In a pointed warning to Iran, Prime Minister Benjamin Netanyahu said Wednesday that any country that threatens to destroy Israel risks meeting a similar fate, while vowing to continue taking action against the Islamic Republic’s military presence in Syria.
Netanyahu spoke during a ceremony at the nuclear research facility in Dimona, which was renamed after the late Israeli statesman Shimon Peres, who died in September 2016.
“Shimon aspired toward peace but he knew that true peace can be achieved only if our hands strongly grasp defensive weaponry,” Netanyahu said at the top-secret site.
Israel has never acknowledged possessing nuclear weapons, instead maintaining a policy of “strategic ambiguity.” Foreign reports have put the size of Israel’s nuclear arsenal in the dozens to hundreds of weapons.
Peres, who later became known for his efforts to reach peace with the Palestinians and Arab countries, played a leading role in the early development of Israel’s military industry and the nuclear facility in Dimona, which was initially portrayed to the world as a textile factory.
In light of Peres’s longtime promotion of an accommodation with the Palestinians and the Arab world, Netanyahu said peace must be reached from a position of strength.
“In the Middle East, and in many parts of the world, there is a simple truth: There is no place for the weak. The weak crumble, are slaughtered and are erased from history while the strong, for good or for ill, survive,” he said.
“The strong are respected, and alliances are made with the strong, and in the end peace is made with the strong.”
Netanyahu credited this strength for the “normalization” of Israel’s relations with “leading countries in the Arab world,” apparently referring to growing unofficial ties with nations such as Saudi Arabia.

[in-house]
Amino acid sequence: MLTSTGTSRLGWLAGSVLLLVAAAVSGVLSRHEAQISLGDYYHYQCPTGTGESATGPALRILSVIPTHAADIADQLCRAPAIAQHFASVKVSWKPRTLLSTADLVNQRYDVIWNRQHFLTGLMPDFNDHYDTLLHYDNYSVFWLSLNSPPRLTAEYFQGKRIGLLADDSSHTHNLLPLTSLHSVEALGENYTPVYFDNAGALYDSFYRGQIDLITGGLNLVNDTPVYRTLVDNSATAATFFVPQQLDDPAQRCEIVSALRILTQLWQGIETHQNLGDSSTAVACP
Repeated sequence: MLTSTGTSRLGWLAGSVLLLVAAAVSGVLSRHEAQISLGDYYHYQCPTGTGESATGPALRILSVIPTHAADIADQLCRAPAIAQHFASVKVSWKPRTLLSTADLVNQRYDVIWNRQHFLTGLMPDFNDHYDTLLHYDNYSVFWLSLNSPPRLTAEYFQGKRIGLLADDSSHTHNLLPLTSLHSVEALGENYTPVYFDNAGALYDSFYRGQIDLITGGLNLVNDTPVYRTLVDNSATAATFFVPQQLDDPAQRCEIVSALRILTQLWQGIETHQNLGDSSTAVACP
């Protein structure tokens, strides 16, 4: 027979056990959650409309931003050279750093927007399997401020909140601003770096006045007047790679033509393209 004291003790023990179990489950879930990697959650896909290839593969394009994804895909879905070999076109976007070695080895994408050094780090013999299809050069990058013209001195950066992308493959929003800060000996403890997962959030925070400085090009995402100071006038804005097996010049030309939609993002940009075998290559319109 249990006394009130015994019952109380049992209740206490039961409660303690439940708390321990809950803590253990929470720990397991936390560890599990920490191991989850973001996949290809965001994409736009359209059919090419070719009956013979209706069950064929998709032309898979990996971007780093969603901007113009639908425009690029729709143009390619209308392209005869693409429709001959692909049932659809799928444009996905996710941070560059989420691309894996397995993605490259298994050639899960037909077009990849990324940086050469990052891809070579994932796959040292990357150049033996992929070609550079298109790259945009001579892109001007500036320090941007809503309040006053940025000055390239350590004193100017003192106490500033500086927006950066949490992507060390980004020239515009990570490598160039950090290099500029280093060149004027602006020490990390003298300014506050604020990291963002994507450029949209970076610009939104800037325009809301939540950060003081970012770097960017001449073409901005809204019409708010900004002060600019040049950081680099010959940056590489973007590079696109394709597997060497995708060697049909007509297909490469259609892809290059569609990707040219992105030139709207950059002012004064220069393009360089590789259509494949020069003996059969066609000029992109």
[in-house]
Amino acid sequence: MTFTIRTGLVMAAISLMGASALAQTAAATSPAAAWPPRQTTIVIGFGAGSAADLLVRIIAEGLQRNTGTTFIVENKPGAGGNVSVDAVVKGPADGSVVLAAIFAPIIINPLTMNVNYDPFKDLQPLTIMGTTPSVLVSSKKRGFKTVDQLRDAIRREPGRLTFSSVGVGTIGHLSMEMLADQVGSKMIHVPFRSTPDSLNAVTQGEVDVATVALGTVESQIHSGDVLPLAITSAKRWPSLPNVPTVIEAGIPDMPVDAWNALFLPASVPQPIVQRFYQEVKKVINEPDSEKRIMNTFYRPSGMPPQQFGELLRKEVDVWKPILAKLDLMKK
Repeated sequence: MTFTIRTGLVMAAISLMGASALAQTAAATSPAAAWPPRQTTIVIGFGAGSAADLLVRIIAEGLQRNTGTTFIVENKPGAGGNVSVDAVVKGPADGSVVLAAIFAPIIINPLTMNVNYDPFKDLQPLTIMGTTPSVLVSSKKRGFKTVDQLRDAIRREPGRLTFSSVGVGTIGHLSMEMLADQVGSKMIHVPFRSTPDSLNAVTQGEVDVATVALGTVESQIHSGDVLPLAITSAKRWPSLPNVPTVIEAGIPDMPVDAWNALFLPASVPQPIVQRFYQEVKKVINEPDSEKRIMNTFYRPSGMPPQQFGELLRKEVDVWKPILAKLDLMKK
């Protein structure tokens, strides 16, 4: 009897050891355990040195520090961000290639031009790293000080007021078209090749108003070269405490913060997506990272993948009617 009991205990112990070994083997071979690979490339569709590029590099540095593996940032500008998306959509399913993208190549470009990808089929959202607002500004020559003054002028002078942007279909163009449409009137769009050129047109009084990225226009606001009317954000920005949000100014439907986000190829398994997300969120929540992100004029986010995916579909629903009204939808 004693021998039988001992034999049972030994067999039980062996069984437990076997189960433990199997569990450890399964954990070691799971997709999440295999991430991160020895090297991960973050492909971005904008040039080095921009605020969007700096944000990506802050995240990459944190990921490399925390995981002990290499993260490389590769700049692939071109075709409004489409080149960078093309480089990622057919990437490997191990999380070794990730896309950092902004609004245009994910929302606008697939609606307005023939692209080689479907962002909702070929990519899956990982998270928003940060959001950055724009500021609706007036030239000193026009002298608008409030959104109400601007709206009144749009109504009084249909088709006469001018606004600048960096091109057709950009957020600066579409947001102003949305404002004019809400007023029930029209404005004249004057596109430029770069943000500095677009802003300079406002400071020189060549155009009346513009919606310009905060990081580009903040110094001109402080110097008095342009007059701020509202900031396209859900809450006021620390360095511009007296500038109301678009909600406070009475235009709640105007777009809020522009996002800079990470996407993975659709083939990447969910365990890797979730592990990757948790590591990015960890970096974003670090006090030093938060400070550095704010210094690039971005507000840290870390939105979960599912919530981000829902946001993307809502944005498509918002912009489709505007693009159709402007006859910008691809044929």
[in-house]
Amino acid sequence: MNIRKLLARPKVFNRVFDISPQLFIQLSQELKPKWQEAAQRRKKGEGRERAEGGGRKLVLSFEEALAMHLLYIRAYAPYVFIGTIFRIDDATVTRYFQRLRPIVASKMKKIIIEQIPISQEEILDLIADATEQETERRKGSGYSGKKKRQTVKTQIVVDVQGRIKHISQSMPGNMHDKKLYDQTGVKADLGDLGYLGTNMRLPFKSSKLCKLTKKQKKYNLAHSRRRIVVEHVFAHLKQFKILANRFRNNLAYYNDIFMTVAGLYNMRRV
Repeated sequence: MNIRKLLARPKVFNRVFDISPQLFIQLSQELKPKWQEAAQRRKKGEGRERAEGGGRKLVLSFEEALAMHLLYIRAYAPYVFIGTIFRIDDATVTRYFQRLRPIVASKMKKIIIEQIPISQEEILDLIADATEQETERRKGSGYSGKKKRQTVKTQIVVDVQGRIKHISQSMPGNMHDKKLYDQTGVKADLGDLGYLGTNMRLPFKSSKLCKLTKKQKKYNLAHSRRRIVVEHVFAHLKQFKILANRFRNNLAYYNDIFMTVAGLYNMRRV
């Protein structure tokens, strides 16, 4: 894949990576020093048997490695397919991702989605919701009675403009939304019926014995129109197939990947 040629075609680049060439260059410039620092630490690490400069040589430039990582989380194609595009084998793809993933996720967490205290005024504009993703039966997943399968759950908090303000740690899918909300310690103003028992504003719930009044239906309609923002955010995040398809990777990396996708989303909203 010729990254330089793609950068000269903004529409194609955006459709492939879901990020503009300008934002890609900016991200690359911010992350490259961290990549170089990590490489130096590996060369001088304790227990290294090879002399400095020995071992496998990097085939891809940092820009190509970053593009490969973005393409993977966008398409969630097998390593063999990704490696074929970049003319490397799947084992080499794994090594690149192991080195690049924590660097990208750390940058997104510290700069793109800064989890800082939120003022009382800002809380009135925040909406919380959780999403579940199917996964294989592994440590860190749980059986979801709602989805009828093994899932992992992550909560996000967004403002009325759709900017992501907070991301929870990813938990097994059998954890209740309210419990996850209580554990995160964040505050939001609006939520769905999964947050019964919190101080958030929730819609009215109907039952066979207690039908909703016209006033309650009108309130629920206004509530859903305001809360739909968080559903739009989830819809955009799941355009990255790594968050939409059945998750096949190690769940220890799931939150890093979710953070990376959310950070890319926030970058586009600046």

Though saying he held out hope Israel will be able to achieve peace with its neighbors, Netanyahu noted the Jewish state continues to face threats from near and far.
“But our enemies know very well what Israel is capable of doing. They are familiar with our policy. Whoever tries to hurt us – we hurt them,” he said.
“I am not spouting slogans. I am describing a persistent, clear and determined policy… backed by appropriate deployment, equipment, preparedness and – in the hour of need – appropriate orders,” Netanyahu added.
Turning to Iran, the prime minister reiterated Israel’s opposition to any Iranian military presence in Syria, likening Israeli efforts to do so to his campaign for the cancellation of the 2015 international agreement meant to limit Tehran’s nuclear program.
Noting the effect of renewed sanctions on Iran’s economy following US President Donald Trump’s decision to quit the accord in May, Netanyahu said Israel would continue to work through diplomatic channels “to apply pressure on the dangerous, extremist regime” in Iran.
He said the Israeli military will continue to take action against Iran’s military entrenchment in Syria and issued an emphatic warning against those who call for Israel’s annihilation, such as the Islamic Republic.
“Whoever threatens us with destruction puts himself in similar danger, and in any case will not achieve his goal,” Netanyahu said.
Hours later, Iranian Foreign Minister slammed Netanyahu as a “warmonger” for threatening Iran with “atomic annihilation.”
“Iran, a country without nuclear weapons, is threatened with atomic annihilation by a warmonger standing next to an actual nuclear weapons factory. Beyond shameless in the gall,” Zarif tweeted.
Iran, a country without nuclear weapons, is threatened with atomic annihilation by a warmonger standing next to an actual nuclear weapons factory. Beyond shameless in the gall. pic.twitter.com/MBoFac8Bvv
— Javad Zarif (@JZarif) August 29, 2018